“Things are not very settled,” Silas said pensively, “I don’t know when you will be able to make it to Surkhet. For now it might be best if you help one of the medical teams.”

“The medical teams?” I repeated.

“Yes,” said Silas cheerfully, “there are two doctors here from Flagstaff, I think you know them. They are holding clinics around town.”

Suddenly I felt like an extremely specialized ESL instructor, adapted only for the area of education, and incapable of doing anything else helpful. I tried to picture myself administering injections, checking for symptoms of the plague, and sewing limbs back on.

I whole-heartedly support the work of medical missions, but I have always felt nervous about getting close to it myself. I feel helpless when I encounter sickness and injury. I wish it were in my power to alleviate suffering. My first choice, if the gifts of the Spirit were mine to distribute, would have been to give myself the gift of supernatural healing. I would use it magnanimously and indiscriminately, like a benevolent fairy, and would undoubtedly wind up not in keeping with the hidden plans of God. God was wise not to give me that gift. Still, I often wished I had been born with a bent toward science, a natural self-discipline, and charming bedside manners, so that I could have become a doctor. Then, I sometimes told myself, I would be more useful in the developing world. One of the most practical and powerful services in the world today is work like that conducted on the Mercy Ships.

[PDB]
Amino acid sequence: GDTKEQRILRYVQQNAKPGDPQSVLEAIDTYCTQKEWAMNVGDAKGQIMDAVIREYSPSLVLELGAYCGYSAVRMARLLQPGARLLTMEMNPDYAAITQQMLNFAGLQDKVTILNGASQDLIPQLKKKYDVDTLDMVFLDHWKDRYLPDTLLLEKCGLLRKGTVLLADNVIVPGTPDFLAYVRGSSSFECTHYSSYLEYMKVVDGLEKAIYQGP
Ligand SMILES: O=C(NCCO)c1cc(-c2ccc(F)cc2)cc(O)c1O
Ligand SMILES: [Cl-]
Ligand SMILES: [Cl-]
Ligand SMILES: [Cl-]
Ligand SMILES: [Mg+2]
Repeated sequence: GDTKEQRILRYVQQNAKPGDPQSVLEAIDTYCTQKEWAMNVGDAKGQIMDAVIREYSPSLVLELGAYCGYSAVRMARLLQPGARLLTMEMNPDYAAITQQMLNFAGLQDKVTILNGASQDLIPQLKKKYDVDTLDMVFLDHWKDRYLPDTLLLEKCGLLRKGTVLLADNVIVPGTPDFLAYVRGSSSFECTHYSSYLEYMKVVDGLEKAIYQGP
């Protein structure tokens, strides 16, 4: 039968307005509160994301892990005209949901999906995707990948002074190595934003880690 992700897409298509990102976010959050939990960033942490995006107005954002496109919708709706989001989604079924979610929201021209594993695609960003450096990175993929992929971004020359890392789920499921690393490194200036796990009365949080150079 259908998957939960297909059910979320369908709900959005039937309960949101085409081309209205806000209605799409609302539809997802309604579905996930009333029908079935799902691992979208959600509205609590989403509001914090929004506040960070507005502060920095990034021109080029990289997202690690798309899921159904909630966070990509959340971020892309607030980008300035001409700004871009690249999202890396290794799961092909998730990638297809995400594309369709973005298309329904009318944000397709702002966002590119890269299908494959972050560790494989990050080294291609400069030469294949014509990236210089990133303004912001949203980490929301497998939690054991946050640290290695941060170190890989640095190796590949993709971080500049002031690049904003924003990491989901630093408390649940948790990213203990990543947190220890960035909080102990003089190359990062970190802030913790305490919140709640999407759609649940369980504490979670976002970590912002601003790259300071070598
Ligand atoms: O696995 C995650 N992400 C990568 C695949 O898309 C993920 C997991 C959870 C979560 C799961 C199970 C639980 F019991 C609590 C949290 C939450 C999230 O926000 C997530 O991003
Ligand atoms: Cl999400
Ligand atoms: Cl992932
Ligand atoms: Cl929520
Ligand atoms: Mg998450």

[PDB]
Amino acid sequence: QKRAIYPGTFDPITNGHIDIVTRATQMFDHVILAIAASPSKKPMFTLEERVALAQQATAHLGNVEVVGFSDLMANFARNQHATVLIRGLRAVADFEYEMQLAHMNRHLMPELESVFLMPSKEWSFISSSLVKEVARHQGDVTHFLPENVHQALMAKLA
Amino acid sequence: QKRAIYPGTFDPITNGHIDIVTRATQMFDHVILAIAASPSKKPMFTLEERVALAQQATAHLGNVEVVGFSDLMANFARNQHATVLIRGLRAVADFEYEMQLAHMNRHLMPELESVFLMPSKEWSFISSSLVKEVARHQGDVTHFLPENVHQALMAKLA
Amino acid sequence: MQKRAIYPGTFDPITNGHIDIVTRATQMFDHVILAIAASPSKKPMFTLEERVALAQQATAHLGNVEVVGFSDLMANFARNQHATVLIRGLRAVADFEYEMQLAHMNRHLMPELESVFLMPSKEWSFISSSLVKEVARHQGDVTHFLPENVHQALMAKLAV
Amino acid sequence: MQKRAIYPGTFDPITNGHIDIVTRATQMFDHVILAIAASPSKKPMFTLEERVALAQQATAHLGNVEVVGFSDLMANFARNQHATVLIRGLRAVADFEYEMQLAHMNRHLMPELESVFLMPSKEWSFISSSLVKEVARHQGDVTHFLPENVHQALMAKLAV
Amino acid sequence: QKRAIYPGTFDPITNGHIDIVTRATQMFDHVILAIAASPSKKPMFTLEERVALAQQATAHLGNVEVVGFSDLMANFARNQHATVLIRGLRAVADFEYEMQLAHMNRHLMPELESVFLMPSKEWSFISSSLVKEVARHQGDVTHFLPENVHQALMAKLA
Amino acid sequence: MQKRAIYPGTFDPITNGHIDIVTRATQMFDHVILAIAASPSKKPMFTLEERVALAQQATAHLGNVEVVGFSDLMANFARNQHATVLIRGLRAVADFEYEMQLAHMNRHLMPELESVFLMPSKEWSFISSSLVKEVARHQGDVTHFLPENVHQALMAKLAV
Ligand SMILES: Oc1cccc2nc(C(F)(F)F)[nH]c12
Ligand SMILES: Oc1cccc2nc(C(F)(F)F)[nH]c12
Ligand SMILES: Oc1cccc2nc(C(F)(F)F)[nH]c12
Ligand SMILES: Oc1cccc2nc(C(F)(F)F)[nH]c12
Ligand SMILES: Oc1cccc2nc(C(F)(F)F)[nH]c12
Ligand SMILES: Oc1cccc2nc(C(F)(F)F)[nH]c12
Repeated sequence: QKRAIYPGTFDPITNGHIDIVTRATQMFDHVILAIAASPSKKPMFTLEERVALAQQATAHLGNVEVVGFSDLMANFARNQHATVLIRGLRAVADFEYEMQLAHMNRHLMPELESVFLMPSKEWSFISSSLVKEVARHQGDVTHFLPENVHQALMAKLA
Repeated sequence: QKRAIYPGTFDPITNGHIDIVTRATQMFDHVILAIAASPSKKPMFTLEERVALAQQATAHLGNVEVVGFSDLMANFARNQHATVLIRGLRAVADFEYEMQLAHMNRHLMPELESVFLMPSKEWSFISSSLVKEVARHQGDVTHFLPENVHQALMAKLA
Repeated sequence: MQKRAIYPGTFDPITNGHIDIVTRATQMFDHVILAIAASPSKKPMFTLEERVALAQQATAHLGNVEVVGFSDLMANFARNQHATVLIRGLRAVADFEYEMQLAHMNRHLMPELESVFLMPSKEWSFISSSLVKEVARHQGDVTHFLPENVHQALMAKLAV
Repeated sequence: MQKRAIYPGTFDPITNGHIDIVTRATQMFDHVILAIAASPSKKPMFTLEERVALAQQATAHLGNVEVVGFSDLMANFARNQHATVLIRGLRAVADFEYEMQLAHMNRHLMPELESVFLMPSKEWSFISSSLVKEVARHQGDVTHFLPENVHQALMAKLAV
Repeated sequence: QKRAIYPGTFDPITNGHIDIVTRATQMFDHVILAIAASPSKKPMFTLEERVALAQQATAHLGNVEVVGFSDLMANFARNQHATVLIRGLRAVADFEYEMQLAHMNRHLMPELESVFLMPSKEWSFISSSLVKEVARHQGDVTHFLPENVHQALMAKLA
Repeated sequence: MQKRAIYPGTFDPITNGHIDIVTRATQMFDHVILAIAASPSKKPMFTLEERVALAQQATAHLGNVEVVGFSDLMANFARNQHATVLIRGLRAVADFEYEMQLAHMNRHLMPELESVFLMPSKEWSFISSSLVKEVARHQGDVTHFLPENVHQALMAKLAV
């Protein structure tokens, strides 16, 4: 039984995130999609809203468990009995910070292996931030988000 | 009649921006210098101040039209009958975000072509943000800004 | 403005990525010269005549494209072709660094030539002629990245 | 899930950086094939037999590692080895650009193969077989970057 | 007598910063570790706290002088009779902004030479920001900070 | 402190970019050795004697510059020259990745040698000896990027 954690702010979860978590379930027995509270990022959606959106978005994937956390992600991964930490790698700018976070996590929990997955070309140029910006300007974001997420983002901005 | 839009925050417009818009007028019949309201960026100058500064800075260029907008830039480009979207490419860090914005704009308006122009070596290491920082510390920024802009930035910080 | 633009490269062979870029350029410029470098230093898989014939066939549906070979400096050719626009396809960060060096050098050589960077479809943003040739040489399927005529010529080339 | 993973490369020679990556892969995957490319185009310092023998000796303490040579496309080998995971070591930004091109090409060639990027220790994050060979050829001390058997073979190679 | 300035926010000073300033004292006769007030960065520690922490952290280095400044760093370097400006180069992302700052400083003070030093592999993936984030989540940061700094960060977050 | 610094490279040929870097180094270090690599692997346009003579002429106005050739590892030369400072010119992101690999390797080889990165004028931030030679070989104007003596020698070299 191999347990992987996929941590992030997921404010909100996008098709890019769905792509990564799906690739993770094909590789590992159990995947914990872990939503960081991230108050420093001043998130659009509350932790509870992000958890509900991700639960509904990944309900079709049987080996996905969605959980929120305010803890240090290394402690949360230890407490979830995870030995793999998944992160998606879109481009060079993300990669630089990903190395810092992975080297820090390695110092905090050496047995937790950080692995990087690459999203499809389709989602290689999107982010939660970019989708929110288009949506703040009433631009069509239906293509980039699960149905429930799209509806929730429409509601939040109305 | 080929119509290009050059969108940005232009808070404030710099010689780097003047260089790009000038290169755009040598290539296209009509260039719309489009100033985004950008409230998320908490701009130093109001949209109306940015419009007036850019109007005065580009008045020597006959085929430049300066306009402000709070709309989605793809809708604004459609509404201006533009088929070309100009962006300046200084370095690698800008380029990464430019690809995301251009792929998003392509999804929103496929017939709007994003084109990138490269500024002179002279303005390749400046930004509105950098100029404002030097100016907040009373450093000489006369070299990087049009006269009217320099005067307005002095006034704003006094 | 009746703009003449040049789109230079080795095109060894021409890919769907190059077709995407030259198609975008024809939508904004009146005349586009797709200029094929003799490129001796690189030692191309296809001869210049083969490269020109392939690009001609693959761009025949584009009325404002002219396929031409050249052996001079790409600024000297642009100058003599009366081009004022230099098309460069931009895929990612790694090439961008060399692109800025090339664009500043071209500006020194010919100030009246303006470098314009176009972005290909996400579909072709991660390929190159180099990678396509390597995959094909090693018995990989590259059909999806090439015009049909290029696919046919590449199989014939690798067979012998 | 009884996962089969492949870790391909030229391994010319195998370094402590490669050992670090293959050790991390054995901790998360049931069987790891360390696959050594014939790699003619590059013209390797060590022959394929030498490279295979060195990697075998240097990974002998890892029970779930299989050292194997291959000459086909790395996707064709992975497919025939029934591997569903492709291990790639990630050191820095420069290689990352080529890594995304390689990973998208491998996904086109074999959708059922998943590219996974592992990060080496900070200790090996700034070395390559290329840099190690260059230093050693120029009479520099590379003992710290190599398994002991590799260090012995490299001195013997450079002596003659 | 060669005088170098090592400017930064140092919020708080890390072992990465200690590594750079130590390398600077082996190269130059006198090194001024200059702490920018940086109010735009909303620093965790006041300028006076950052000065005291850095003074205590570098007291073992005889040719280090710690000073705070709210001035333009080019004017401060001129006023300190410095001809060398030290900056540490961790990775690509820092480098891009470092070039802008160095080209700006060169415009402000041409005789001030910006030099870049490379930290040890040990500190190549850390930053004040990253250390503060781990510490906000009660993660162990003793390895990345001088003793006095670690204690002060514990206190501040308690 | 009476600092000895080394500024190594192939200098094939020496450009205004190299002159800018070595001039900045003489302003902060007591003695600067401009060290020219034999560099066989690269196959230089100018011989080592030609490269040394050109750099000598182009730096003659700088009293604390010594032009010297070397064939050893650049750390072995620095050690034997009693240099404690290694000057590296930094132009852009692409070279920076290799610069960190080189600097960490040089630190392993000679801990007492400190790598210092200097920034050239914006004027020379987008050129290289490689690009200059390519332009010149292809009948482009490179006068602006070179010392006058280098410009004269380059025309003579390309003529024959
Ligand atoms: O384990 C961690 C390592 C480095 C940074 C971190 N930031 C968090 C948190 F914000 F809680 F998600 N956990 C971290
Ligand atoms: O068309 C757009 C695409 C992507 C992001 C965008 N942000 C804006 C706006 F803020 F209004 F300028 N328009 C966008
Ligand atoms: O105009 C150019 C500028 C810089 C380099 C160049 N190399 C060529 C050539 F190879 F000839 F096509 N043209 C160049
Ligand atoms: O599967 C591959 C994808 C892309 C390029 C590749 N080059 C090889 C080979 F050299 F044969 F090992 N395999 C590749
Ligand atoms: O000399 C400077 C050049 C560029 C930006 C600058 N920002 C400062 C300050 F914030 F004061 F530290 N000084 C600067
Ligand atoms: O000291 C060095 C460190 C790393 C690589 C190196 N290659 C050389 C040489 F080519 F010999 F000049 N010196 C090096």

But I was beginning to see that God’s people are not all created to be hands in the Body of Christ. The most useful people in the developing world—in fact, the most useful people anywhere—are those who care, not those who are well-educated. The most useful people in the Kingdom of God are the meek, not the mighty, and the most important trait for a missionary, or an aid worker, or a next-door neighbor to possess is faith expressing itself through love.